This opinion will be unpublished and
may not be cited except as provided by
Minn. Stat. § 480A.08, subd. 3 (2004).
IN COURT OF APPEALS
Center Cut Meat, LLC,
Department of Employment and Economic Development,
Filed August 15, 2006
Department of Employment and Economic Development
File No. 17370-05
Cut Meats, LLC,
Linda A. Holmes, Department of Employment and Economic Development, 1st National Bank Building, 332 Minnesota Street, Suite E-200, St. Paul, MN 55101-1351 (for respondent Department of Employment and Economic Development)
Considered and decided by Willis, Presiding Judge; Lansing, Judge; and Randall, Judge.
U N P U B L I S H E D O P I N I O N
Relator challenges the decision by the unemployment law judge (ULJ) affirming her decision that relator was disqualified from receiving unemployment benefits because he had quit employment without good reason caused by his employer. Because the words of the employer would lead a reasonable employee to believe the employer would not allow him to work in any capacity, we reverse.
Relator worked full time for respondent Center Cut Meat as a manager/caterer from late April 2005 until early November 2005. Relator, who had previously owned his own business, sold some of his equipment to his employer. They later disputed whether money was still due on the equipment that relator had delivered to the business.
Before relator began work on Friday, November 4, 2005, he and his employer once again discussed their dispute, which led to relator’s separation from his employment. Relator testified that he told his employer that if the employer did not start making payments toward the equipment, relator would have to take it and sell it to another party. The employer testified that he told relator that he wanted the building key back and that “I told him at that time to take any personal equipment . . . any personal items he wanted but no equipment that we purchased from him.” Relator believed that he had been fired because he had been told to return the keys and that he could take only his personal belongings. After checking with the police, relator turned in his keys and the company credit card to the employer and left. The parties had further conversation that afternoon, and the owner called relator on Sunday at home and asked him to return his uniform and told him he would have his last check ready.
After the hearing, the ULJ ruled that relator had quit employment, that the dispute regarding the equipment was not directly related to relator’s employment and did not provide good cause for him to quit, and that he was disqualified from receiving unemployment benefits. Relator sought reconsideration, and the ULJ affirmed her earlier decision. This certiorari appeal followed.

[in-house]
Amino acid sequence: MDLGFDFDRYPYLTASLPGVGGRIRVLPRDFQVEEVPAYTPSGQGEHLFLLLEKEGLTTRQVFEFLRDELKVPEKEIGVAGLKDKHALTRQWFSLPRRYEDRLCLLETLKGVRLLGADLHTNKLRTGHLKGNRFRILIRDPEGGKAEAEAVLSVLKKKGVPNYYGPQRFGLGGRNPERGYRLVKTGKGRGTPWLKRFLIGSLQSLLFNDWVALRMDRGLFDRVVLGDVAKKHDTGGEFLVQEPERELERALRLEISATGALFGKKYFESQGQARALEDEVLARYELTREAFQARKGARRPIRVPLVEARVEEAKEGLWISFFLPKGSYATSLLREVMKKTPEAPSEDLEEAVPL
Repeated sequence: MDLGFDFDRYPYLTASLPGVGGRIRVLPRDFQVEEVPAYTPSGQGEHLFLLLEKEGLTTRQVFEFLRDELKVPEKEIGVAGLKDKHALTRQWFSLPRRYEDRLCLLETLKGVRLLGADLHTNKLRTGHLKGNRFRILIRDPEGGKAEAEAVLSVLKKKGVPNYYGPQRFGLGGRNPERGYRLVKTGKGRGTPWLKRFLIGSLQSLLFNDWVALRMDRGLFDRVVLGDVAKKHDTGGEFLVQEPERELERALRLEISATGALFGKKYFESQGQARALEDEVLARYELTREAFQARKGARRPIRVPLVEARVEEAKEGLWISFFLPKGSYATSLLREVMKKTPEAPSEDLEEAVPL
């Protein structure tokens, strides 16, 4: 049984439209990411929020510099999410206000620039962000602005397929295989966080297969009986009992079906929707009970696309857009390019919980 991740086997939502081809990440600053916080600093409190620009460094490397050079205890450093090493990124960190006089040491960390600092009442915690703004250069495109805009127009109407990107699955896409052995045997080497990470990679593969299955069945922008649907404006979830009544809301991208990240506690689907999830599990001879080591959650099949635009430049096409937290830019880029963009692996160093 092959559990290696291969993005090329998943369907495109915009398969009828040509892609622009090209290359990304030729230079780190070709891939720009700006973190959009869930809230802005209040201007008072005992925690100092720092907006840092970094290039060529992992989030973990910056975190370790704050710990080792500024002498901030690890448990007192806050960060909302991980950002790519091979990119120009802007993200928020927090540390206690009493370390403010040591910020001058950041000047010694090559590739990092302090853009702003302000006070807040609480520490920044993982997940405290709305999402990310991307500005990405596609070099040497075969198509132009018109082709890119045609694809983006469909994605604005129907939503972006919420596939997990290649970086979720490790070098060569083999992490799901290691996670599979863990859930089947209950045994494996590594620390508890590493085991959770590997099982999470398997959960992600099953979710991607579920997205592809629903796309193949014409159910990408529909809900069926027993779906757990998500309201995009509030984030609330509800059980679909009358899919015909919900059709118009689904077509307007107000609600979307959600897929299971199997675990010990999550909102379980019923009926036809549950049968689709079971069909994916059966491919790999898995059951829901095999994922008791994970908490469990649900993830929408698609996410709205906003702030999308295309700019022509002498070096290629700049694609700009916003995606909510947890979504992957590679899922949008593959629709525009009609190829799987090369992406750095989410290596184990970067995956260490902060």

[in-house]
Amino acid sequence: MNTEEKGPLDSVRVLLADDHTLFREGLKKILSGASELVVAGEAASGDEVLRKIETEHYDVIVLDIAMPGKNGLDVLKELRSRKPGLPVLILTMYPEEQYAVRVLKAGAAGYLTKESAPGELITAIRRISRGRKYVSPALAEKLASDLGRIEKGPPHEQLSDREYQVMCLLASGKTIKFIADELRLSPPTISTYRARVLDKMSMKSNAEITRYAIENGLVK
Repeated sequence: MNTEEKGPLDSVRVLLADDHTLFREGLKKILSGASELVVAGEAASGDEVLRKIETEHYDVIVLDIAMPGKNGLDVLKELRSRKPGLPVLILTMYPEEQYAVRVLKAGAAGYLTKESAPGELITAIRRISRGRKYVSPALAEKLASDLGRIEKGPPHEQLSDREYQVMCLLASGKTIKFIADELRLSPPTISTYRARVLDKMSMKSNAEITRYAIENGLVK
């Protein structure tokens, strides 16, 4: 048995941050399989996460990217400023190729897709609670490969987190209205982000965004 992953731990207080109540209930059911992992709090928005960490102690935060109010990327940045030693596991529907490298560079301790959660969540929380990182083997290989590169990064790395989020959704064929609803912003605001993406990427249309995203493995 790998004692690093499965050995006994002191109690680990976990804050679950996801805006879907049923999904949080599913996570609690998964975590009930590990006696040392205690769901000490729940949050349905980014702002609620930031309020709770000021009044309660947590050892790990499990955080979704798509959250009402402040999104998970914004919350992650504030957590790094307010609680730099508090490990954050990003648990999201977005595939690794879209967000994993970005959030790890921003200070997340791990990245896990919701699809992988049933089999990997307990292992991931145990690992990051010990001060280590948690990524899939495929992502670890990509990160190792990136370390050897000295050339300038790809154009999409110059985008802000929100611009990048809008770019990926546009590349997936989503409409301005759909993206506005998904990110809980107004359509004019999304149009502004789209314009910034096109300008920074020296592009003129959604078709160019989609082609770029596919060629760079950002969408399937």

D E C I S I O N
Under the current statutory scheme, the evidentiary hearing is held before the unemployment law judge (ULJ), who makes findings of fact and a decision. Minn. Stat. § 268.105, subd. 1(a), (c) (Supp. 2005). An applicant may file a request for reconsideration, which the ULJ decides. Minn. Stat. § 268.105, subd. 2(a) (Supp. 2005). Consequently, this court reviews the ULJ’s findings.
This court may reverse
or modify the ULJ’s decision if the substantial rights of the employee may have
been prejudiced because the findings, inferences, conclusion, or decision are
affected by error of law or unsupported by substantial evidence. Minn. Stat. § 268.105, subd. 7(d) (Supp.
2005). “Whether an employee has been
discharged or voluntarily quit is a question of fact.” Midland
Elec., Inc. v. Johnson, 372 N.W. 2d 810, 812 (
“A quit from employment occurs when the decision to end the employment was, at the time the employment ended, the employee’s.” Minn. Stat. § 268.095, subd. 2(a) (2004). In contrast, “[a] discharge from employment occurs when any words or actions by an employer would lead a reasonable employee to believe that the employer will no longer allow the employee to work for the employer in any capacity.” Minn. Stat. § 268.095, subd. 5(a) (2004) (emphasis added).
While the ULJ concluded that the record showed that the
employer, by asking for the keys, merely wanted to ensure that relator did not
remove the equipment without authorization, and that at no time during these
events did the owner convey to relator that he could not continue his
employment, we cannot agree. A reasonable
employee, when told to turn in his keys and advised he could remove personal
items but not equipment the employer believed he owned—as the employer
testified that he told relator—would believe he was being told he was
fired. The record does not support the
ULJ’s determination. Under the statutory
definition, relator was discharged.
Later discussions between the parties do not alter these facts. Because relator was discharged and there is
no claim of misconduct, he is qualified to receive unemployment benefits.
In light of our decision, it is unnecessary to reach other issues raised by relator.